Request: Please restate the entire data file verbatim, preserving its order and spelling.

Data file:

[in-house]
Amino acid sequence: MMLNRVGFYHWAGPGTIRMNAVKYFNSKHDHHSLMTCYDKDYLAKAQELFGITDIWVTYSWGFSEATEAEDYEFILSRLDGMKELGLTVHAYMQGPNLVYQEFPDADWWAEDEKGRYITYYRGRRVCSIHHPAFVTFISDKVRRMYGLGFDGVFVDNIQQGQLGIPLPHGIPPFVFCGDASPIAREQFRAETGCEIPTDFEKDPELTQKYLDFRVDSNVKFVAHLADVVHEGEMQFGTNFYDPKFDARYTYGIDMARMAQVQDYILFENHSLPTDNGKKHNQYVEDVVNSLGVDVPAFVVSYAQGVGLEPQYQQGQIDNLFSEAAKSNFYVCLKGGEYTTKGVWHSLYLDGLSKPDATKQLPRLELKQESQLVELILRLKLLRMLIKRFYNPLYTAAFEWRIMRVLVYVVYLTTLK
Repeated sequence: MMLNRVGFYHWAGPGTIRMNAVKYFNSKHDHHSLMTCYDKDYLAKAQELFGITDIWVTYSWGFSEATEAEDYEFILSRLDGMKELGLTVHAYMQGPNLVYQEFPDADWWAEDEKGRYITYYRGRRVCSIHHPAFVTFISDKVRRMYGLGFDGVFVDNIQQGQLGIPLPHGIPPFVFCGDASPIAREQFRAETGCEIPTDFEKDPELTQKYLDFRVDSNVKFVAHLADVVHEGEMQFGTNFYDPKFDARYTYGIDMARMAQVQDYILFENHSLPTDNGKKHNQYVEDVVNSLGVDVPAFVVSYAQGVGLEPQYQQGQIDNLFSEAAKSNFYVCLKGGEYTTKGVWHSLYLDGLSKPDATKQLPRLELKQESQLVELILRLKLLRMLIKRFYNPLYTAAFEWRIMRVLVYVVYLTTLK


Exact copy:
[in-house]
Amino acid sequence: MMLNRVGFYHWAGPGTIRMNAVKYFNSKHDHHSLMTCYDKDYLAKAQELFGITDIWVTYSWGFSEATEAEDYEFILSRLDGMKELGLTVHAYMQGPNLVYQEFPDADWWAEDEKGRYITYYRGRRVCSIHHPAFVTFISDKVRRMYGLGFDGVFVDNIQQGQLGIPLPHGIPPFVFCGDASPIAREQFRAETGCEIPTDFEKDPELTQKYLDFRVDSNVKFVAHLADVVHEGEMQFGTNFYDPKFDARYTYGIDMARMAQVQDYILFENHSLPTDNGKKHNQYVEDVVNSLGVDVPAFVVSYAQGVGLEPQYQQGQIDNLFSEAAKSNFYVCLKGGEYTTKGVWHSLYLDGLSKPDATKQLPRLELKQESQLVELILRLKLLRMLIKRFYNPLYTAAFEWRIMRVLVYVVYLTTLK
Repeated sequence: MMLNRVGFYHWAGPGTIRMNAVKYFNSKHDHHSLMTCYDKDYLAKAQELFGITDIWVTYSWGFSEATEAEDYEFILSRLDGMKELGLTVHAYMQGPNLVYQEFPDADWWAEDEKGRYITYYRGRRVCSIHHPAFVTFISDKVRRMYGLGFDGVFVDNIQQGQLGIPLPHGIPPFVFCGDASPIAREQFRAETGCEIPTDFEKDPELTQKYLDFRVDSNVKFVAHLADVVHEGEMQFGTNFYDPKFDARYTYGIDMARMAQVQDYILFENHSLPTDNGKKHNQYVEDVVNSLGVDVPAFVVSYAQGVGLEPQYQQGQIDNLFSEAAKSNFYVCLKGGEYTTKGVWHSLYLDGLSKPDATKQLPRLELKQESQLVELILRLKLLRMLIKRFYNPLYTAAFEWRIMRVLVYVVYLTTLK